I just have to say it: there may be nothing as exhilarating as driving at high speeds in a Lamborghini Huracan on one of America’s most historic race tracks, Sebring International. Last weekend, I had the chance not only to accompany a racecar driver around the track for hot laps (top speed 155), but also to drive the track myself in a Lamborghini (top speed 134 – but only because I had some drivers behind me trying to pass and the very short straightaway got shorter faster).
The incredible experience was all part of a weekend trip with Blancpain to witness the 2015 Lamborghini Blancpain Super Trofeo World Final – where 66 Lamborghinis from around the world competed for the crowning win in a multi-day, multi-race event.
Those who know me know what a lover of race cars I am, and so every chance I get to join a race, drive a great car or be a spectator at a roaring loud car event – I’m there. I was especially thrilled to join Blancpain in Sebring. The famed 3.74-mile Sebring International Raceway circuit is truly an historic track. Its 17 turns make for very little straightaway and its bumpy ride makes for difficult driving. Built in 1950, this is one of the oldest continuously running racetracks in the USA. Parts of the track are actually converted tarmacs and runways built and used during World War II for the closely situated Sebring Regional Airport. In fact, it is said that in the early racing days, drivers would sometimes get lost on the runway sections of the original (more than 5 miles) track.
Because of the tarmac and the rough track surface, Sebring is one of the most difficult to race. There are entire sections that are the original World War II-era concrete sections with large seams in them. The transition between the rough sections and the asphalt surface can be tricky – and often many a spark flies. The track is home to the famed 12 Hours of Sebring endurance race and has hosted some of the most famed motorsport legends in history. Among those who raced this track: Mario Andretti, A. J. Foyt, Phil Hill, Dan Gurney, Stirling Moss and Jackie Icky, among others. This legendary history – of both track and drivers – never left my mind – and, in fact, I reveled in the thoughts of driving the same track some of the world’s best drivers had navigated.
Watching the 10-cylinder Lamborghinis — driven at speeds nearing 200 miles per hour during the races by professional drivers — speed through the track is adrenaline pumping. These cars, especially the new generation Huracan that will become the only contending car in future races (pushing out the Gallardo), are like land rockets, and getting the chance to see them close up (and drive them) is a true highlight of a car lover’s life.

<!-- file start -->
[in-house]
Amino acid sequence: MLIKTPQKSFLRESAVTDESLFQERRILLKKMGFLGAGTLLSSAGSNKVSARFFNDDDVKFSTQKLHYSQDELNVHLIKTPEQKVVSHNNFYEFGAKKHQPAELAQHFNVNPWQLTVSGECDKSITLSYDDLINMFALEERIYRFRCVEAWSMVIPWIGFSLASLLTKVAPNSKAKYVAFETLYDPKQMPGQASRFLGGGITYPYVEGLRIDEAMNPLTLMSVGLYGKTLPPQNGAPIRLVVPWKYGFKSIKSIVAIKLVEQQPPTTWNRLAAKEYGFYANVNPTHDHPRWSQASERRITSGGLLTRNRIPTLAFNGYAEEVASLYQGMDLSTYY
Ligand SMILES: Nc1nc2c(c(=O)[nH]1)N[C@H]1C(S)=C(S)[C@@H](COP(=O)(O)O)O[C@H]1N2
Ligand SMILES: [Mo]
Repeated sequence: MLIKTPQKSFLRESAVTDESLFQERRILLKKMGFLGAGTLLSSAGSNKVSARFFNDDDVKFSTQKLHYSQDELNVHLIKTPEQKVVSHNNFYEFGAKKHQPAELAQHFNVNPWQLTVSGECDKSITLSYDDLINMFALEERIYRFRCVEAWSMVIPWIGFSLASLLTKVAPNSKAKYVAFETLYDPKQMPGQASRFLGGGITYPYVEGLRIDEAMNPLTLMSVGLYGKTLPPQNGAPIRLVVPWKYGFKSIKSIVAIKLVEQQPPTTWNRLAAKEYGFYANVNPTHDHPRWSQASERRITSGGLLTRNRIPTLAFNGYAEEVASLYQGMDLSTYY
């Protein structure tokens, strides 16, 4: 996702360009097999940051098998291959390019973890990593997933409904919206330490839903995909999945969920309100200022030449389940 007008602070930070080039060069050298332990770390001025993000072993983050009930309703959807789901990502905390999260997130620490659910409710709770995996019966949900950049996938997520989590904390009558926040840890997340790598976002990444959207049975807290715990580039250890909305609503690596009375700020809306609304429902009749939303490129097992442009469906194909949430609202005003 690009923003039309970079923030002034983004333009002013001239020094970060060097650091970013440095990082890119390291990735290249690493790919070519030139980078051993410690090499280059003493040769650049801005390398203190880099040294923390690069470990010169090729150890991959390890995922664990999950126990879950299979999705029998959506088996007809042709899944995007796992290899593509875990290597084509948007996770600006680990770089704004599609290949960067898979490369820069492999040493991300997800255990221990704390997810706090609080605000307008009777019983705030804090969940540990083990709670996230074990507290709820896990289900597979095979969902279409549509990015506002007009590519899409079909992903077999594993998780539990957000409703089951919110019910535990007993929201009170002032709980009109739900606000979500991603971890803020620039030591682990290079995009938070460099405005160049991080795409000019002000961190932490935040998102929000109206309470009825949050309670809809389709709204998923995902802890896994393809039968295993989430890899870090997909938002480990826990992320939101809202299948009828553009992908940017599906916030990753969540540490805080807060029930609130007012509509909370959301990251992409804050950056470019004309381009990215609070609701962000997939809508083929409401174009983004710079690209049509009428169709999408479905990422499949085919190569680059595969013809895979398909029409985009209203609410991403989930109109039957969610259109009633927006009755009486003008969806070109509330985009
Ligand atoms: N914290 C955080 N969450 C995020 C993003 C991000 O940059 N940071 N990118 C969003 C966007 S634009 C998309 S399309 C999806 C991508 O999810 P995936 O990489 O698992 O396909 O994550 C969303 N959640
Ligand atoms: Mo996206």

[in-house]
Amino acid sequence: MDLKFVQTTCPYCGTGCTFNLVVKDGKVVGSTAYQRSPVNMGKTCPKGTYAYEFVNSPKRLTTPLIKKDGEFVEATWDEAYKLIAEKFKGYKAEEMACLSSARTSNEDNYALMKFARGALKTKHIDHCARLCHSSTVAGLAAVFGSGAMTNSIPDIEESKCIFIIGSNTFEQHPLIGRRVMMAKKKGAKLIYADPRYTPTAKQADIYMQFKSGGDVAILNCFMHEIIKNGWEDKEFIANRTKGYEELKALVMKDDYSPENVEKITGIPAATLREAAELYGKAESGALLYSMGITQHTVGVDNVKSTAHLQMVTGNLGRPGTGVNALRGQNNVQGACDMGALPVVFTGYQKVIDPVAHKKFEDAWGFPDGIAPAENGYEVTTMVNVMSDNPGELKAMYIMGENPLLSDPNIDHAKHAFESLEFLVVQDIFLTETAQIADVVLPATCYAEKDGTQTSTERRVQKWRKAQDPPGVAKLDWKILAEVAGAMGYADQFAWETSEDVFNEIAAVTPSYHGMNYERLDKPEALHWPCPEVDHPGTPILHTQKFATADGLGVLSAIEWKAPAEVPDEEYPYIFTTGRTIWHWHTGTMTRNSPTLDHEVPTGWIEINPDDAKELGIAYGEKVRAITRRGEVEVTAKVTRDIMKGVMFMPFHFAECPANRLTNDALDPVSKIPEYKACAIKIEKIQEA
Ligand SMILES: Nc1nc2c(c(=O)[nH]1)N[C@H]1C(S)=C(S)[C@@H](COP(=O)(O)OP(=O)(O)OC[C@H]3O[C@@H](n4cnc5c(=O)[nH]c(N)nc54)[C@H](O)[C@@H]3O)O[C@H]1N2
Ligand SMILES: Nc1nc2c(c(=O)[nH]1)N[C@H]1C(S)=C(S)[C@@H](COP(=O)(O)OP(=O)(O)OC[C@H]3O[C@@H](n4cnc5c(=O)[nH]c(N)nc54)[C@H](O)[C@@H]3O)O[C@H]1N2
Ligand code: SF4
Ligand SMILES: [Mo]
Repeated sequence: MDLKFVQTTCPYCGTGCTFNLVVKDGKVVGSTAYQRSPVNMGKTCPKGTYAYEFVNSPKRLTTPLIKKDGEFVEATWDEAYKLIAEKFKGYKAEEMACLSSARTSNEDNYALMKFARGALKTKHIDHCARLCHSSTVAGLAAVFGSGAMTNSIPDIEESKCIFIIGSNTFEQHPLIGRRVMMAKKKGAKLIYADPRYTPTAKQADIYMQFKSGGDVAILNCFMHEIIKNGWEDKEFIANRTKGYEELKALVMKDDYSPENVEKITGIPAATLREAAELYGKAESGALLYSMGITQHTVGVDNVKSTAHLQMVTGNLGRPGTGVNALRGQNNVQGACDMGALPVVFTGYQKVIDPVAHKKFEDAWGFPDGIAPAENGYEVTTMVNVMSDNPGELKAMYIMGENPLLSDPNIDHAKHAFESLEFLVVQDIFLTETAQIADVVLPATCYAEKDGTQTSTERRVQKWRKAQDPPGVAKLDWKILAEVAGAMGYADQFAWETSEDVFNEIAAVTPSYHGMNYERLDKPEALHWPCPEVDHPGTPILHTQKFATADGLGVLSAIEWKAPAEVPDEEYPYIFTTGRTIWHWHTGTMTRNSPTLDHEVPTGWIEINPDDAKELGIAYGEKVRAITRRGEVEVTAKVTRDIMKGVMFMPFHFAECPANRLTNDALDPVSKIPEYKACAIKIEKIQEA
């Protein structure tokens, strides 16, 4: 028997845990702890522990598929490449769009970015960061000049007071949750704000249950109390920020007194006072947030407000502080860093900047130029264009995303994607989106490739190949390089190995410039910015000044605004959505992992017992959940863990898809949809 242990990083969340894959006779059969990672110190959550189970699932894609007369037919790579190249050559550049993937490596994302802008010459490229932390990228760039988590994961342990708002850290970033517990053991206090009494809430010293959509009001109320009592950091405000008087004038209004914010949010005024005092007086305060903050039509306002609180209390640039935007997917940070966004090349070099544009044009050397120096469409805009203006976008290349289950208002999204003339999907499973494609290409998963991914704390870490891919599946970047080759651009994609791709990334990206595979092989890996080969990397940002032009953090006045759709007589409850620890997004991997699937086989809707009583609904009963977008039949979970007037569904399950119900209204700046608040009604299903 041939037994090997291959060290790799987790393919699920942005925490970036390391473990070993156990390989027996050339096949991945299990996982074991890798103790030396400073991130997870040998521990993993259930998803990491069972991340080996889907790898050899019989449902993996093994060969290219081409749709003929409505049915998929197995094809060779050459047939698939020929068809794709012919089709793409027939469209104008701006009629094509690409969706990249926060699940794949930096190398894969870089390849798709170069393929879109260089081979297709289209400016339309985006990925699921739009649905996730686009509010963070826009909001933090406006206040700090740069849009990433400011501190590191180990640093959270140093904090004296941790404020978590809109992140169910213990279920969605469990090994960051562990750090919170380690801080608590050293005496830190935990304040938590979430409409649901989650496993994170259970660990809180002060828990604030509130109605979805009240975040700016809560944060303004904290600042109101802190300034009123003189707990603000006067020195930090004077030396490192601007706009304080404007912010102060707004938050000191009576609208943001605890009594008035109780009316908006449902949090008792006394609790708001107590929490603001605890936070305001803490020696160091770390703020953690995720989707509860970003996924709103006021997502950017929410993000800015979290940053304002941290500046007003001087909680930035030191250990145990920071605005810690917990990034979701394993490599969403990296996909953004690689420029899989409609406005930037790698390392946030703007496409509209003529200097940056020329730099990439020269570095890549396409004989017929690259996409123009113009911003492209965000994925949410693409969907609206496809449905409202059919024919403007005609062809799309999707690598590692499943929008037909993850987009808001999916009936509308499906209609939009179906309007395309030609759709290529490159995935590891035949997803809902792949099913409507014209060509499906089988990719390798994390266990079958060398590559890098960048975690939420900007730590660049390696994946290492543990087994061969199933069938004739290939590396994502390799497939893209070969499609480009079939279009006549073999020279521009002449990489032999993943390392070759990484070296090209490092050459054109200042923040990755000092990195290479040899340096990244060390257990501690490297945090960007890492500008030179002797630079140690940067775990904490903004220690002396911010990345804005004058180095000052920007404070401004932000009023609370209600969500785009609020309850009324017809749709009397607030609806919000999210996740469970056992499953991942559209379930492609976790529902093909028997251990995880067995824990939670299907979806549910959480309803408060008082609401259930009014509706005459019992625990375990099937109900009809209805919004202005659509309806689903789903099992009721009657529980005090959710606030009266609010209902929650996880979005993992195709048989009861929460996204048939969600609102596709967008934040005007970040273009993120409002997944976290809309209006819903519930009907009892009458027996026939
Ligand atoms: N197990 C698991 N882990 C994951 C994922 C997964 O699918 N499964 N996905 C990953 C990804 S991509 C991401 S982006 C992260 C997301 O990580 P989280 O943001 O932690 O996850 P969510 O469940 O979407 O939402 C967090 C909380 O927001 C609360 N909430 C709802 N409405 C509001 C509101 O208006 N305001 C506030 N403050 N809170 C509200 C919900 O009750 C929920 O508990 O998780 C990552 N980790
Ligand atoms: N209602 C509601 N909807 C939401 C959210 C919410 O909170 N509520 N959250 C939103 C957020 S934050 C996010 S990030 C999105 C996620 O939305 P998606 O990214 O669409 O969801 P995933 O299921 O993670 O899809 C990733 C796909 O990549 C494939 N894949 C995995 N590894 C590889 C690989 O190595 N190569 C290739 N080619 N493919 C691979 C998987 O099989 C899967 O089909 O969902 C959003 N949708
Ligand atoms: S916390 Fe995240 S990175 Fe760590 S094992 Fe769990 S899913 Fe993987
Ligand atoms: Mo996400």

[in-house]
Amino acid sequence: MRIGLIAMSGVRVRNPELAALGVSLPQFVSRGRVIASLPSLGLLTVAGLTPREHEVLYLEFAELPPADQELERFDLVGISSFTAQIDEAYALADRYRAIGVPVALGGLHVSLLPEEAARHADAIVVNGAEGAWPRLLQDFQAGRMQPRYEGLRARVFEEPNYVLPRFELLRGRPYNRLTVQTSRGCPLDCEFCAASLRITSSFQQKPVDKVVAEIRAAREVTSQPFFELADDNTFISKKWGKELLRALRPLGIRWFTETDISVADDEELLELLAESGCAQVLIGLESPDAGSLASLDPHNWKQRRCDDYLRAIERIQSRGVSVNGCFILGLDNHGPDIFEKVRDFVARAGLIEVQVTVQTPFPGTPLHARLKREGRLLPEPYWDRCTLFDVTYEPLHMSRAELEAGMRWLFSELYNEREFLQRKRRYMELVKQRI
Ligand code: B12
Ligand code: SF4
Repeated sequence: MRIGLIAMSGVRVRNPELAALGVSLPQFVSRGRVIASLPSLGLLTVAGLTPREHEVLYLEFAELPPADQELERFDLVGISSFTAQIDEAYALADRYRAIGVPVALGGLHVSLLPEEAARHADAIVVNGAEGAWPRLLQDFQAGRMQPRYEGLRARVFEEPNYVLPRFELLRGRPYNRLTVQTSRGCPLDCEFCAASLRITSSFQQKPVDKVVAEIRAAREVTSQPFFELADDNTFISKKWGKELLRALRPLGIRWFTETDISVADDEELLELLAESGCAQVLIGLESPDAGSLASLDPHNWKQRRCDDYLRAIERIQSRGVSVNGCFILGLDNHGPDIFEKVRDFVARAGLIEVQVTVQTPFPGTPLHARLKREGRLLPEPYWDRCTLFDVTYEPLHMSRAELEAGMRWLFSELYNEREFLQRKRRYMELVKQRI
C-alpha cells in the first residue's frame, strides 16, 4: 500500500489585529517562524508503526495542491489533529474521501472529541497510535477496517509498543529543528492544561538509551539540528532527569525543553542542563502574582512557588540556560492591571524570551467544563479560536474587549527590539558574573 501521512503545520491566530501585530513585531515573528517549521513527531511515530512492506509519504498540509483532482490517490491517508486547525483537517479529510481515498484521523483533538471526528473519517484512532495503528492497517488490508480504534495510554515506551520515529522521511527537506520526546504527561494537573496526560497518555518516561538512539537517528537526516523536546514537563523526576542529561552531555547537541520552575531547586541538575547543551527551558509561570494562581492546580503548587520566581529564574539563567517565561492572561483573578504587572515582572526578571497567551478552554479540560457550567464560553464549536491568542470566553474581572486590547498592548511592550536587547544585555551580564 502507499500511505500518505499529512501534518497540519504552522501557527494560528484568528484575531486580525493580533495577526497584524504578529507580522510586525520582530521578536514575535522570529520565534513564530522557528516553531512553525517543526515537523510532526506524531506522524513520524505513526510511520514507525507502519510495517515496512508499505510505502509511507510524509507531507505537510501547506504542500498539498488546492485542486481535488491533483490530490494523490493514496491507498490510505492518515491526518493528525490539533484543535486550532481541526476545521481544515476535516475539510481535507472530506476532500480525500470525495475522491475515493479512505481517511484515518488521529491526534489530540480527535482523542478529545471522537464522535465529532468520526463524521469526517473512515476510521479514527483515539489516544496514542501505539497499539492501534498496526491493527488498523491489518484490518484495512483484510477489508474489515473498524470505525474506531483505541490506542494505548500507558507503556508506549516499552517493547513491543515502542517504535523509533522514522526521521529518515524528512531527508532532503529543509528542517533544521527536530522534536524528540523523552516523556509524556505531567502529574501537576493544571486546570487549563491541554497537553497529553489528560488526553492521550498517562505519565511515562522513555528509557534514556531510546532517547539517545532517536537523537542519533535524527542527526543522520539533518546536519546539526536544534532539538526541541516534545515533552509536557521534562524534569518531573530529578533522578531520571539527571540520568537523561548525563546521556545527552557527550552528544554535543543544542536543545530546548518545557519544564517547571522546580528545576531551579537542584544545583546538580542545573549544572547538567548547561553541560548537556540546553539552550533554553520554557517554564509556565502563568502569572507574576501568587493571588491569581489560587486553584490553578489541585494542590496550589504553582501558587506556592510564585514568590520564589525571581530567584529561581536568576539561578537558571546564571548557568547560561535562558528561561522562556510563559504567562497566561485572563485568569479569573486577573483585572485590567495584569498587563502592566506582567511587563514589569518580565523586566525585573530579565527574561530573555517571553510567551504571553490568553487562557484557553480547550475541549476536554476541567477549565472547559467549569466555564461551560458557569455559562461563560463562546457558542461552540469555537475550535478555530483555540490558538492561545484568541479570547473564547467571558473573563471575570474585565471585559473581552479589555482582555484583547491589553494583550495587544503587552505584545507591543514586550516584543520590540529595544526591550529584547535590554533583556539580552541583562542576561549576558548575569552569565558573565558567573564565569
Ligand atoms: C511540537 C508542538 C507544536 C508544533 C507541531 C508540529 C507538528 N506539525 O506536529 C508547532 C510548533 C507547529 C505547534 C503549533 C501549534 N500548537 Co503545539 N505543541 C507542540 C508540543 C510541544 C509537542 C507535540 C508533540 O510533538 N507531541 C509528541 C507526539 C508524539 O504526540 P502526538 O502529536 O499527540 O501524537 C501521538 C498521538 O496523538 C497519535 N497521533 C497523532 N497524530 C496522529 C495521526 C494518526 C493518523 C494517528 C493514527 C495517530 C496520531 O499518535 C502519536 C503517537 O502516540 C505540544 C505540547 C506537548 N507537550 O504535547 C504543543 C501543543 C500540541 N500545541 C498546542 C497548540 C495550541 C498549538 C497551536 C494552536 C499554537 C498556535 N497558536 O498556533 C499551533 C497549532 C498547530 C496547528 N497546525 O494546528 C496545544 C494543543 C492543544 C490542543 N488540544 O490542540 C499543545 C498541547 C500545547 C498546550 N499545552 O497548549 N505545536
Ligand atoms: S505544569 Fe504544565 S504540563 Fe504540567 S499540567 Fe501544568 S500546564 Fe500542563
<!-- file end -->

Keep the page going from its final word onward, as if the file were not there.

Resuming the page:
With the cost of a single Lamborghini car (mind you there are only about 2,000 such cars made annually) ranging upwards of $300,000, racing for a season with these gems is an expensive feat. In fact, even the Pirelli tires used for the races (and the company went through more than 3,000 tires during the weekend event) cost about $600 each – and the lifespan is only 50-80 miles depending on the driver and the conditions.
With such intensity and precision involved in the world of auto racing, and the luxury of Lamborghini, the match with Blancpain makes perfect sense. As the title sponsor of the Lamborghini Blancpain Super Trofeo World Final (and the series leading up to it), Blancpain has been involved in auto racing for nearly a decade. In fact, CEO Mark Hayek is an avid racer and even participated in the European series.
What is incredibly impressive about the alliance is the visibility and respect paid by Lamborghini to Blancpain. Unlike may other motorsports events, where the watch brand involved has signage on the track and maybe a few other places, Blancpain’s name at Sebring was inescapable. From step and repeats to flags, banners, clocks and – most importantly – every racecar on the track – the Blancpain name flew almost as strongly as Lamborghini.
Under Hayek’s direction, Blancpain is also involved n other motor sports events, including acting as the Official Timekeeper of the FIA GT1 world championship, the Blancpain Endurance Series and others. As such, it makes perfect sense that the brand would build a related sports timepiece that rivals the Lamborghini in terms of innovation, function, precision, materials, luxury and excellence. The L-Evolution series, created in limited edition versions and built of such materials as titanium and carbon fiber, includes much-used functions such as L-Evolution-R Flyback Chronograph that lest the wearer time multiple events (laps) at once.
In addition to the 66 race cars participating in the World Final, another 30+ Lamborghini owners and dealerships rallied together and displayed their cars – including some very rare multi-million-dollar versions – in the Lamborghini car corral at Sebring.
Here, we bring you a 30-image slide show — all original images by Roberta Naas — of some of the most beautiful cars and watches in the world.